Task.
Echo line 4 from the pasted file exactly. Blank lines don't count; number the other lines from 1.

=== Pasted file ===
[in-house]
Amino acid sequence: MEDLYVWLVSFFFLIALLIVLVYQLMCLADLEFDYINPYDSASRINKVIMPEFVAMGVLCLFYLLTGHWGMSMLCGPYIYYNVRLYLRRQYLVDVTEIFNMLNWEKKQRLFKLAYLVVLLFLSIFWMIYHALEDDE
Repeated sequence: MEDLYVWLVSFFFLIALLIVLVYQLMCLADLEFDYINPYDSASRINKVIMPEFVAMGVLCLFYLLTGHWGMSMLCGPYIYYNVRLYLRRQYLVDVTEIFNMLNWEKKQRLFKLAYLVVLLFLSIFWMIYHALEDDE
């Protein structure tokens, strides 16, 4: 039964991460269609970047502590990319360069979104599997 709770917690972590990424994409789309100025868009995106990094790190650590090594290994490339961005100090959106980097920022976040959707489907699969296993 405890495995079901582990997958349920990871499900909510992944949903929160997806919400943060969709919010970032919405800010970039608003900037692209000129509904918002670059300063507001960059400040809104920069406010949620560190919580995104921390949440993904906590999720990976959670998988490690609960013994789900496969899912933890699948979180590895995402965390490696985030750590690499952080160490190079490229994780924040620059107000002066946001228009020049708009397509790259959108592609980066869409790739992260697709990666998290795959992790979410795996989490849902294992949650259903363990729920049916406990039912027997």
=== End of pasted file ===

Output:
């Protein structure tokens, strides 16, 4: 039964991460269609970047502590990319360069979104599997 709770917690972590990424994409789309100025868009995106990094790190650590090594290994490339961005100090959106980097920022976040959707489907699969296993 405890495995079901582990997958349920990871499900909510992944949903929160997806919400943060969709919010970032919405800010970039608003900037692209000129509904918002670059300063507001960059400040809104920069406010949620560190919580995104921390949440993904906590999720990976959670998988490690609960013994789900496969899912933890699948979180590895995402965390490696985030750590690499952080160490190079490229994780924040620059107000002066946001228009020049708009397509790259959108592609980066869409790739992260697709990666998290795959992790979410795996989490849902294992949650259903363990729920049916406990039912027997």